- Hold campaigns and local parties accountable. As
important as it is that we invest in new technology at the national
level, we must remember that the RNC's primary objective is to win
races state by state and district by district, not build up its own
To pursue this essential mission, individual campaigns must be held accountable for the number of emails they collect and the money they raise online. As much high-level attention must be paid to candidates' online strategy as with the number of voter contacts made into a particular district or if the right media strategist is working the race. We must end a sense of dependence on the RNC at all levels -- in which the RNC simply turns over its lists -- and set goals that the campaigns must find creative and aggressive ways to meet:
In target 2010 Congressional races, we recommend setting a standard of at least 5,000 in-district online activists recruited, and a minimum of $100,000 raised online.
In target 2010 Senate races, we recommend a standard of 7,500 in-district online activists recruited and $150,000 raised online for each Congressional district.
- A more open technology ecosystem. As tempting as it is to believe that there is a silver bullet to solve all our technology problems, this is very rarely the case. The technology gap will not be solved by funding multimillion dollar white elephants, but by unleashing free market competition among trusted entrepreneurs and volunteers who want to help the party. The RNC should open its technology ecosystem so that trusted partners can develop on top of GOP.com and Voter Vault. We must build a corps of outside technology volunteers who compete to write applications that actually improve party operations -- and invest in the best ones. We must look beyond conventional political approaches to the Web, learning from technology hubs like Silicon Valley, and being unafraid to be the first in politics to adopt the changes in technology that are revolutionizing the consumer market.
Changing the Way We Run the Party
Everywhere we look, we see ordinary Americans using the connective power of the Internet to organize and take control of party politics. Look at what happened in our own primary with Ron Paul and Mike Huckabee coming out of nowhere largely with the help of the Internet, winning surprising political and fundraising victories. Before the Internet, Barack Obama would never have defeated Hillary Clinton to become the Democratic nominee and the next President.
The power of traditional connections is being replaced by the power of mass connectedness. Politics is taking place on a grander stage than ever before, with millions, and not just tens of thousands -- participating directly in the process. Millions of people can not only vote, but they can organize with each other across geographic boundaries to build political power in real time. Their sheer scale allows them to rapidly outflank traditional power brokers in a way that simply wasn't possible before.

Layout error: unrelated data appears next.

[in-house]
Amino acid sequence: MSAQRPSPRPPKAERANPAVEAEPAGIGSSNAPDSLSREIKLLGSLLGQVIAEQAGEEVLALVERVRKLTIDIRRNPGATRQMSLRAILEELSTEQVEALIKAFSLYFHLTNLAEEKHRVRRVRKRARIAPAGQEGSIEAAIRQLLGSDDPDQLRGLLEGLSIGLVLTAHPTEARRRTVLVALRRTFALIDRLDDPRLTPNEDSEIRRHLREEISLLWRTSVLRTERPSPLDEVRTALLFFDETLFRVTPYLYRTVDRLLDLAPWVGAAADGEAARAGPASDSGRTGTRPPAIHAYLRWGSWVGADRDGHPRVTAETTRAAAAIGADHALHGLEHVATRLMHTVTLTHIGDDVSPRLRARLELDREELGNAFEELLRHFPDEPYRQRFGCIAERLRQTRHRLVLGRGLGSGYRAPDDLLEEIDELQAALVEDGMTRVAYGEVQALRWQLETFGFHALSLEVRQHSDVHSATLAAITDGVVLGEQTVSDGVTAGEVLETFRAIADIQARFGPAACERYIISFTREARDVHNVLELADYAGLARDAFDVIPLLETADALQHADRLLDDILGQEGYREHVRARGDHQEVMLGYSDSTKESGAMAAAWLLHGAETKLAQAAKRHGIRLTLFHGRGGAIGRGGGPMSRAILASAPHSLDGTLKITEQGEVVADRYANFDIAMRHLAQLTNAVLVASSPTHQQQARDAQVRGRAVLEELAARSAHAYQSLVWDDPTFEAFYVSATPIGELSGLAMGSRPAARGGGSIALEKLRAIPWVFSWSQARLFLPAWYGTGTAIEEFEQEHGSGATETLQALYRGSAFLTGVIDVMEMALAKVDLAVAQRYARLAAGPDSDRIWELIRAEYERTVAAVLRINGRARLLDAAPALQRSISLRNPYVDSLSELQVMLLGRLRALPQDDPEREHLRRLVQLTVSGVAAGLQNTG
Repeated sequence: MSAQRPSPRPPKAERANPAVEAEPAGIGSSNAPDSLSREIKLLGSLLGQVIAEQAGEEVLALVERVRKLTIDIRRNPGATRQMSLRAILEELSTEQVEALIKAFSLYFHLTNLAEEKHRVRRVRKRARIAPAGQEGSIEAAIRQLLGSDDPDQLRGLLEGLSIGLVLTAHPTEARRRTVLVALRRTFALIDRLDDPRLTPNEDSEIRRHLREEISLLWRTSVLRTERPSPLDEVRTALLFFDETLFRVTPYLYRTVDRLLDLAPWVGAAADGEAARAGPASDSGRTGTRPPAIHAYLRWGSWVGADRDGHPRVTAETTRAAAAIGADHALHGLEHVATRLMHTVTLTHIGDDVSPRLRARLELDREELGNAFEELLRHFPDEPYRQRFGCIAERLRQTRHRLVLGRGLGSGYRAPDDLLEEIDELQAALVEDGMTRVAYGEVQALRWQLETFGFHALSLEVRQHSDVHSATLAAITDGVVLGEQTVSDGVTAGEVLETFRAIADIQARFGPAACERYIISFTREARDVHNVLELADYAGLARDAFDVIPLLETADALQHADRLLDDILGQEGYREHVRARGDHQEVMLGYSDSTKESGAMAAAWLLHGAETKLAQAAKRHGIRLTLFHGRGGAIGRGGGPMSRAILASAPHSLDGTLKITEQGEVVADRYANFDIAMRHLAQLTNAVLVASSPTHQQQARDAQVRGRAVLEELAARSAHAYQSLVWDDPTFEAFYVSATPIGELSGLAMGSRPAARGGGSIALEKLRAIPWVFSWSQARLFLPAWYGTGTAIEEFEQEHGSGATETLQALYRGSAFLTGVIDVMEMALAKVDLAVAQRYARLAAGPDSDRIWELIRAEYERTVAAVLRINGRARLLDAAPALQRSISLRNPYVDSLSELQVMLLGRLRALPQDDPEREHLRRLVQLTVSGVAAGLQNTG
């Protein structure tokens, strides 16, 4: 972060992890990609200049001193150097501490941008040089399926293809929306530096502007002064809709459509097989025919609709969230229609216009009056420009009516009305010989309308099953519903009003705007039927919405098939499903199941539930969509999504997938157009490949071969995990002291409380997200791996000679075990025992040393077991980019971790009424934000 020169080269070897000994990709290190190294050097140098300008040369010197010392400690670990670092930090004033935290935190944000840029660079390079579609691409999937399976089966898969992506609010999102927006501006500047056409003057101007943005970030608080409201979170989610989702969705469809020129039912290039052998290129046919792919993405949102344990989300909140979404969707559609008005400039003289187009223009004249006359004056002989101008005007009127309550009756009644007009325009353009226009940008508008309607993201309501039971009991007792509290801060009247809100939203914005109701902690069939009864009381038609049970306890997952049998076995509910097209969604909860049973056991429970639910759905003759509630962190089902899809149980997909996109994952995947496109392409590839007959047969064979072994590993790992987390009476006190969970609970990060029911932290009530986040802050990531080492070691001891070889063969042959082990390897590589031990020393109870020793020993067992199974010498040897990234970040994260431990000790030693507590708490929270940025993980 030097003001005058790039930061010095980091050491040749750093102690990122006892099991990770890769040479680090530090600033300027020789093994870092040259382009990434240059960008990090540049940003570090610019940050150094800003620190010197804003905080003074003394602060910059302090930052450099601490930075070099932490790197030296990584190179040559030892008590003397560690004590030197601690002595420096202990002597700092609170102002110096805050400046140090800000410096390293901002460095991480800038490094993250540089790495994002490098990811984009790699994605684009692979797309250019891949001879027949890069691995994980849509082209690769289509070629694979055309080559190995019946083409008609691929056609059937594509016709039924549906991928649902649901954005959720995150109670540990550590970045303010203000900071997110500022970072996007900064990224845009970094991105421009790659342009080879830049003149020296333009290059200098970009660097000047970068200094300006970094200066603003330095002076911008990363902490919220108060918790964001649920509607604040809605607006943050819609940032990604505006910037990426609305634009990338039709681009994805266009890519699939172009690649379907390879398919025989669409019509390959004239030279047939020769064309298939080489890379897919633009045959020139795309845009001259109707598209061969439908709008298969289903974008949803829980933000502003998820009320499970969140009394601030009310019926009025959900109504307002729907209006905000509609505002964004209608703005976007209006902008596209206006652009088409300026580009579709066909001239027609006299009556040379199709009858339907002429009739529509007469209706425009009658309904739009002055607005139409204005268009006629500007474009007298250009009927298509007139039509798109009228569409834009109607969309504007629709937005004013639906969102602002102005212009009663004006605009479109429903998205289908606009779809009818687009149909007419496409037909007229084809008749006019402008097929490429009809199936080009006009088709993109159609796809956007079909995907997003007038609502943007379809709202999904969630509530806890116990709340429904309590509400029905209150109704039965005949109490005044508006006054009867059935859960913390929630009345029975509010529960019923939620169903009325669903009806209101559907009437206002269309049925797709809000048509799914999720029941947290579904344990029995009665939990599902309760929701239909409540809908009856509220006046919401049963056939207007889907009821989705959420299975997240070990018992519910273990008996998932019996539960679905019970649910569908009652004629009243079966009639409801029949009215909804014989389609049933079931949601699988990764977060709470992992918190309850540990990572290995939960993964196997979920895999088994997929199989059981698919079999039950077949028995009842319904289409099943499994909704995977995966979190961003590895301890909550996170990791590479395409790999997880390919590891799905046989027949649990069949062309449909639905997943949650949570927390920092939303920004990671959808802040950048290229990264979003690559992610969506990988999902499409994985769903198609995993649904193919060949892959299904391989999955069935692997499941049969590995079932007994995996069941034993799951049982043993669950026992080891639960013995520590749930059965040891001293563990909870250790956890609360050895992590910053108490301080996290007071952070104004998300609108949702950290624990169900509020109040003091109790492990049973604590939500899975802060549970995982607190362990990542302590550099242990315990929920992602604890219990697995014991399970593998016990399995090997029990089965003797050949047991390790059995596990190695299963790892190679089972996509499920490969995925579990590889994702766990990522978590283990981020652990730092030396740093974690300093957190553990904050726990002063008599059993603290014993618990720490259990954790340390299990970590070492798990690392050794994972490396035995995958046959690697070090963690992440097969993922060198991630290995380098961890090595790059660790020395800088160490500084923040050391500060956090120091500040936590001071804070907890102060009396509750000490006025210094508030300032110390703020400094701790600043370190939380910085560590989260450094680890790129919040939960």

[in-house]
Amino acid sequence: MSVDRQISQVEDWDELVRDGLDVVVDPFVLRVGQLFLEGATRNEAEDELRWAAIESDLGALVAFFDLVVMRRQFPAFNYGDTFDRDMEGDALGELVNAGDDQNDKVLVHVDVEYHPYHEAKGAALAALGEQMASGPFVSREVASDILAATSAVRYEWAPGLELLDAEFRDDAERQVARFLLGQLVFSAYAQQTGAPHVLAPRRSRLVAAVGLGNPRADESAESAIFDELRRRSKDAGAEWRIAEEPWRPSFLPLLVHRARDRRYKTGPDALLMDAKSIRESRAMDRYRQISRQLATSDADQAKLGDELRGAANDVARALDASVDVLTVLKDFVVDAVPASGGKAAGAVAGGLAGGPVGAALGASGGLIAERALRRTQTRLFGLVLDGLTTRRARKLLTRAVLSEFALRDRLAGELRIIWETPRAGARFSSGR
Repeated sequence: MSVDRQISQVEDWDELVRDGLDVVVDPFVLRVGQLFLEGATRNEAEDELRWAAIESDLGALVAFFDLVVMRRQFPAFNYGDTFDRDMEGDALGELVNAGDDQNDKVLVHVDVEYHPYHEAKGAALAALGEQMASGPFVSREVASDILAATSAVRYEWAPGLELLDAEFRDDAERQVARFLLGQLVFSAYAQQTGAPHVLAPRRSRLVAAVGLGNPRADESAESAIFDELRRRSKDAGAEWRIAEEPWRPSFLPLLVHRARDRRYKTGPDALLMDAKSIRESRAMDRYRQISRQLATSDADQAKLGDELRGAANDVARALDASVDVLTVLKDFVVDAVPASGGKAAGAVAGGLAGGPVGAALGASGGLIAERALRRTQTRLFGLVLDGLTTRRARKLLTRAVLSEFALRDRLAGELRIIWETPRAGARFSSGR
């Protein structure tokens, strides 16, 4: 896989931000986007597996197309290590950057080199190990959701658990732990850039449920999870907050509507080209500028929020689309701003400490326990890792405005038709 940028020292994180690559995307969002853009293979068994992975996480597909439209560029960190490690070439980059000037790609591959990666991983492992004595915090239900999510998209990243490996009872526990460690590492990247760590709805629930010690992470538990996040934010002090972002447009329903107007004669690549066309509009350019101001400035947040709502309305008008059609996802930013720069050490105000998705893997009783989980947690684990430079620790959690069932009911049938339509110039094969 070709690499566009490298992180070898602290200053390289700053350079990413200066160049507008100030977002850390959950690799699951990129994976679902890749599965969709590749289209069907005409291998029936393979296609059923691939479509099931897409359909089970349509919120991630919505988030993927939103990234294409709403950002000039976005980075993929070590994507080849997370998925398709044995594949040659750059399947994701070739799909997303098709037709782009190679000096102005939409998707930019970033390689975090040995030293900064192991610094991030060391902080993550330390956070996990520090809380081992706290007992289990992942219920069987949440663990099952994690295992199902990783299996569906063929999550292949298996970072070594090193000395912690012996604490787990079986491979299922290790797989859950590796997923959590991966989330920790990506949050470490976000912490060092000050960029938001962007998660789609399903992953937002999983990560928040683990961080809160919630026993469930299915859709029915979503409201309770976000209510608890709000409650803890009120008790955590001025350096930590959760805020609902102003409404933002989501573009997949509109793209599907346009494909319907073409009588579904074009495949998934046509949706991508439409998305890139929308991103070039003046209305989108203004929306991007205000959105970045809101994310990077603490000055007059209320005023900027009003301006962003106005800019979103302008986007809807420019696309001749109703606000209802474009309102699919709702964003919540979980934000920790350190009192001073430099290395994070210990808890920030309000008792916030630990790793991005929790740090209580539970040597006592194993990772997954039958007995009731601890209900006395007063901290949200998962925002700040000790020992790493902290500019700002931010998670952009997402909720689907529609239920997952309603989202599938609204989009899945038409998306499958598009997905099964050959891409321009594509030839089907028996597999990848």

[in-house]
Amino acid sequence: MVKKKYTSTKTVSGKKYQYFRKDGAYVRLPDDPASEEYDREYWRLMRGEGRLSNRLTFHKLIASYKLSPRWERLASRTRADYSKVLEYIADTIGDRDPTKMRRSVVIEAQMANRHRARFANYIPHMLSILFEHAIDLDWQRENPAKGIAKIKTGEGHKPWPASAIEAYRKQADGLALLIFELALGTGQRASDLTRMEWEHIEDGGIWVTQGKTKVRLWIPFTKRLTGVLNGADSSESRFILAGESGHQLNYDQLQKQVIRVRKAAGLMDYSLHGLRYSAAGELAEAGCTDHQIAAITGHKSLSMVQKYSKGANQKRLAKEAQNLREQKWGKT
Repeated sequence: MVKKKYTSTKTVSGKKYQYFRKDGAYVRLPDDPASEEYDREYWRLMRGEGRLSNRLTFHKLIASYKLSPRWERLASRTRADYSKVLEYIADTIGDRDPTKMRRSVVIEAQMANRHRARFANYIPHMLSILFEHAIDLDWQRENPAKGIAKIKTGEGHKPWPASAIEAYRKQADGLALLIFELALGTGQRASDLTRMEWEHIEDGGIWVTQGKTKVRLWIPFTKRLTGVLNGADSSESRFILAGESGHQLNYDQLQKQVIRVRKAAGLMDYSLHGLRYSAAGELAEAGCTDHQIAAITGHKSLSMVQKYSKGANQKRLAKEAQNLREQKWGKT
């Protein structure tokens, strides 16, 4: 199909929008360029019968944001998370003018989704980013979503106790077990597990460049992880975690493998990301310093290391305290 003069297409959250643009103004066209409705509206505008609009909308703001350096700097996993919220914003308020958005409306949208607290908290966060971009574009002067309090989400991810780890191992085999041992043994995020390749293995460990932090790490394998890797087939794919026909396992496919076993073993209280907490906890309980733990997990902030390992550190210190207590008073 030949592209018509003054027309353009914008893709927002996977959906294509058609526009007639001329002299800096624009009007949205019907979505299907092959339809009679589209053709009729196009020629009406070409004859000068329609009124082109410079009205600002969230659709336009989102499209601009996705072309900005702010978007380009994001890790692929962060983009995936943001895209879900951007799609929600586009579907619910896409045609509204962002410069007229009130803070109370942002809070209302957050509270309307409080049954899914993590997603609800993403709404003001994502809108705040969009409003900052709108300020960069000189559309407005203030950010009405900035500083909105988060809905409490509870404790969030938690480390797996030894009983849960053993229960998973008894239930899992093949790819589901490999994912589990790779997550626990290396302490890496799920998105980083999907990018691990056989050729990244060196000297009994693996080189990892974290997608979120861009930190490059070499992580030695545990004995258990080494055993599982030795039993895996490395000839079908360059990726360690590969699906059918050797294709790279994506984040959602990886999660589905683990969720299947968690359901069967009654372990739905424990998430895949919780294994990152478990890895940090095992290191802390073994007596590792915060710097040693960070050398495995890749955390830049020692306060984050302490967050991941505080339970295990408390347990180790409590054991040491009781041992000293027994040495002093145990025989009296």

The Republican Party can no longer survive in a modern era if we resist this new reality. With our power in Washington waning, our grassroots are the source of our greatest strength -- not a problem to be managed. To revitalize ourselves, we must invite the crowd back in and tap their energy and creativity.
This isn't just about the Internet -- it's about recognizing that in a people-powered era, with the power of technology-empowered grassroots movements on the rise -- everything about the way we mobilize voters changes. Campaign plans that called for a few hundred or thousand volunteers making phone calls in the final days are hopelessly quaint and limiting in an era when millions of people want to feel connected and involved 24/7.
What's Wrong -- And How to Fix It
- Rebuilding Our Grassroots Infrastructure. The
fabric of the Republican Party at the local level is rending. We saw it
this spring when a small and energized base of Ron Paul supporters
succeeded in taking over many local party organizations.
The reality is that this happened because our existing local party institutions are not all they could be. The Republican Party must be a civic institution again, with a volunteer base that is active year-round and is given real responsibility beyond showing up at a phone bank. In this last election, it should have been possible for volunteer leaders to organize their precinct or neighborhood for McCain, tasking them with knocking on doors, distributing signs, and most crucially, recruiting other volunteers to build the party exponentially. Instead, virtually all volunteer activity was channeled towards driving casual phone contacts, not personal neighbor-to-neighbor door knocks.